There are two (2) Fully Developed Claims Teams of five (5) members in each of the two VA Regional Offices in Texas (Houston and Waco).  The five Fully Developed Claims Team members inside the VA Regional Offices will be working with our TVC field staff to:

•          Provide additional training, resources, and assistance in properly preparing fully developed claims prior to submission. 

•          Utilize “Informal Claims” whenever necessary to insure the Veterans date of claim is protected.

•          Review incoming claims to identify those which could be made fully developed claims. 

•          Review existing claims and determining if they could be “re-filed” as fully developed claims.

There are an additional eight (8) Fully Developed Claims Team members in the field will be utilized to augment the staff of field office locations that have the highest daily volumes of veteran clientele, thereby allowing the counselors in those offices to have more time to develop the claims they file, ensuring they meet the threshold of fully developed. 


Within days of state leaders’ authorization of the teams, we posted the positions and began hiring.  As of September 1, we filled all 34 positions created as a result of the initiative.  Those hires include personnel with significant VA claims experience, including former and retired TVC and VA professionals with a total combined experience with the VA claims process of over 700 years. 

During this initial period, lead TVC and VA personnel have been working together to create the Standard Operating Procedures (SOP).  I would like to point out that VA Area Director, Beth McCoy, Houston Regional Office Director, Pritz Navaratnasingam, Waco Regional Office Director, John Limpose, and their staffs have completely bought in to what we can accomplish with this endeavor.  Both VA Regional Offices have provided TVC with the additional space, computers, training materials and support we need to make this a truly successful endeavor.  We have already devised workflow and workload tracking because we must be able to track all of our production from both teams.  The VA has provided us with specific people and/or locations to receive the files, use of the “Covers” computer program to track our work, and to locations to deliver our work.  Of course, everything we do is subject to adjustments and improvements as we progress into the project.

As of Monday, September 17, members of the State Strike Force Teams have reviewed 2,525 case files of backlogged claims, identifying and executing all required additional development.  They have already delivered 852 claims to the VA, fully developed and ready to rate.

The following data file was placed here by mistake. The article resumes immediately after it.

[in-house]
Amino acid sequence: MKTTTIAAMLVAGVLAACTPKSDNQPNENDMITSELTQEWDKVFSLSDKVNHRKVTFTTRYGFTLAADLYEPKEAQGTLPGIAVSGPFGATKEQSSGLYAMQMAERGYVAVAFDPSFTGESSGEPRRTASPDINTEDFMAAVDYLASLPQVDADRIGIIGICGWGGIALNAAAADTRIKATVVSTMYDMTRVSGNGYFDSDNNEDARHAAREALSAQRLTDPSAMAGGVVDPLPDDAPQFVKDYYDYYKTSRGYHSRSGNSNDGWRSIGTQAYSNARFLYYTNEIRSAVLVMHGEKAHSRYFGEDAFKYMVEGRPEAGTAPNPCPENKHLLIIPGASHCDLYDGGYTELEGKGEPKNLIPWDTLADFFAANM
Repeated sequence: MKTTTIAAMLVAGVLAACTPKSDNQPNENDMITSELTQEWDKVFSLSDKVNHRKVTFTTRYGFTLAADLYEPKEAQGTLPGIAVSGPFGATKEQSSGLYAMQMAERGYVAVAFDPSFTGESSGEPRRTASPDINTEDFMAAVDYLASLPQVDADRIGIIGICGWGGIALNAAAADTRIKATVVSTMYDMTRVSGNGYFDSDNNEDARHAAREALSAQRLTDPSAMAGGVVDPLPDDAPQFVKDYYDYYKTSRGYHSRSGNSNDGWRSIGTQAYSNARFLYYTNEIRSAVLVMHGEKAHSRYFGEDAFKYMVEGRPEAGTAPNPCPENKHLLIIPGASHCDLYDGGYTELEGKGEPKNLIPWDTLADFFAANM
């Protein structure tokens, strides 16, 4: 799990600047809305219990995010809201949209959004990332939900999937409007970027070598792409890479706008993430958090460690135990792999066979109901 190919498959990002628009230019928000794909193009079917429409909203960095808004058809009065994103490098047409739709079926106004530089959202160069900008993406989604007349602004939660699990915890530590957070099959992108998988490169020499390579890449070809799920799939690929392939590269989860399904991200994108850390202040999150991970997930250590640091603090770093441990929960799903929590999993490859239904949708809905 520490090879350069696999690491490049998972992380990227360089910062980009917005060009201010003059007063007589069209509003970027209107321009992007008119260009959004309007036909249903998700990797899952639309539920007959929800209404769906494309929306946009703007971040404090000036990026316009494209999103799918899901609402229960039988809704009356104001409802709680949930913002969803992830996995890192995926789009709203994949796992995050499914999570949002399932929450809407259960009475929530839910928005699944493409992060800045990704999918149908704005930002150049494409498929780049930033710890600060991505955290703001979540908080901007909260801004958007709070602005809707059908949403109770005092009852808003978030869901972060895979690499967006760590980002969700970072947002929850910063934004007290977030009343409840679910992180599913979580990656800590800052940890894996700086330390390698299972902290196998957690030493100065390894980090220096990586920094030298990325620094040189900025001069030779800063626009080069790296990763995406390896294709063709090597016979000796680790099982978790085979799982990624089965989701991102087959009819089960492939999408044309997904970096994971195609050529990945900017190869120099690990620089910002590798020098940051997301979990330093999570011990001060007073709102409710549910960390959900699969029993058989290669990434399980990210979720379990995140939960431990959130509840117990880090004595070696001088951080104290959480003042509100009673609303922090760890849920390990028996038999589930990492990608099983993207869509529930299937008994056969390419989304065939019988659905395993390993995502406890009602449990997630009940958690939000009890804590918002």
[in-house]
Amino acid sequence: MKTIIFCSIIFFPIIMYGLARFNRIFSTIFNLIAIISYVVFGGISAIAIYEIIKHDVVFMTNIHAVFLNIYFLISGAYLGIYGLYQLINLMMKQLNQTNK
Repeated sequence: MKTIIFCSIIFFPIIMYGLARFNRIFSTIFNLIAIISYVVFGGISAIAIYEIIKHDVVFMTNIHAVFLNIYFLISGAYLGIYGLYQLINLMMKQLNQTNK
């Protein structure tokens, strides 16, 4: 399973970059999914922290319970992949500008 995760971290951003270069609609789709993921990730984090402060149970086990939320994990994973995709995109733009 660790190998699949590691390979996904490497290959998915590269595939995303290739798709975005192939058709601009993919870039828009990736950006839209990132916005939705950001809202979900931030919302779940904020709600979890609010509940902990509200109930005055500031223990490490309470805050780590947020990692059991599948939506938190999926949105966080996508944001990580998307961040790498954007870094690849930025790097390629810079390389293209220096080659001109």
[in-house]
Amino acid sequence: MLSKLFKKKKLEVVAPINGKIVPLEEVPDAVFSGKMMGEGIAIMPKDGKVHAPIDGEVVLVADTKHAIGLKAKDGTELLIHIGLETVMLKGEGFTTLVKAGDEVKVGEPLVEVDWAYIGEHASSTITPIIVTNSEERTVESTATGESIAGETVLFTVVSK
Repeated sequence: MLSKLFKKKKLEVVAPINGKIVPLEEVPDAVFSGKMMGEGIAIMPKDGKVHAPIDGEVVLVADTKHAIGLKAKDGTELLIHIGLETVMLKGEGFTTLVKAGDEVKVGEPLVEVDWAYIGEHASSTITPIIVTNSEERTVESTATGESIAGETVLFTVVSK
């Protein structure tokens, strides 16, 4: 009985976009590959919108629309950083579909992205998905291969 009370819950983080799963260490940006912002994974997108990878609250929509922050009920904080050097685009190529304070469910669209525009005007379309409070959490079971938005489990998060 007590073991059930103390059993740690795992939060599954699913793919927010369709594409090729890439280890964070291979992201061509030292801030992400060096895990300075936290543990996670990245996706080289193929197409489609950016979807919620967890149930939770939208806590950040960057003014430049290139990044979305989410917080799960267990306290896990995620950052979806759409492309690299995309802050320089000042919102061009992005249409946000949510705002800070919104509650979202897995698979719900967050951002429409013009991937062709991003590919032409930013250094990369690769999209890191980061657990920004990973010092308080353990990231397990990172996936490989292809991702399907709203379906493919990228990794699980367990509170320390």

Based on experience gleaned from previous projects and with Texas’ State Strike Force and Fully Developed Claims Teams initiative, there are several essential elements required for the successful implementation of these, or like, initiatives.

  1. Complete support from the VA Regional Offices involved.

No state level initiative can succeed without the complete support of the VA Regional Offices involved, in particular the Regional Office Directors.  The need for additional workspace, computers, training materials, and access to VA systems and applications, necessitates the need for a solid working relationship between the state agency and VA personnel.  VA Regional Office Directors need to direct their entire staff to recognize the experience of the team members and be accepting of their suggestions when devising workflow and workload tracking.  As with any cooperative effort, transparency and feedback from both parties regarding the effectiveness of efforts is critical to refining processes and procedures. 

2.      The individuals hired to staff such an initiative must be experienced with the VA claims process.

Based on our previous experience with the projects referenced, an experienced workforce is critical to the success of a project like this.   

  1. Any initiative should utilize identified best practices for claims development.

As previously discussed, our prior cooperative projects (DAPP and CPAT) have identified best practices for claims development.  The effective implementation of these practices has demonstrated that they can drastically reduce the time required to get claims through the development process to a rating decision.

  1. Dedicated funding to support the initiative for a set period of time in order to realize meaningful reduction in the backlog of claims.

The value of federal funding such initiatives is obvious.  The specific situation faced by the particular state veteran agency or VA Regional Office will dictate the funding requirement and length of time such funding would be required in order to affect reduction in the claims backlog.  In Texas, state leaders have currently authorized $1.5 million in state funds for the State Strike Force and Fully Developed Claims Teams initiative for one fiscal year.  TVC’s goal for this initiative, for this single year, is to reduce the backlog of claims in Texas by 17,000 claims. 


In closing, I would like to thank the Subcommittee for the opportunity to share this information with you today.  State leaders have provided TVC with the opportunity to make a tangible difference in the lives of veterans of the state of Texas.  TVC has demonstrated the capability to have a positive impact on this issue twice before.  With the support of this Subcommittee and federal funding, we believe that Texas and other states have the capability to successfully replicate and implement similar initiatives.  Like those famous Texans who drew a line in the sand at the Alamo, Governor Rick Perry, Lieutenant Governor David Dewhurst, and House Speaker Joe Straus have drawn a line in the sand regarding the backlog of claims in Texas to say “No More”.  The Texas Veterans Commission is making a difference now, because the veterans we serve already did.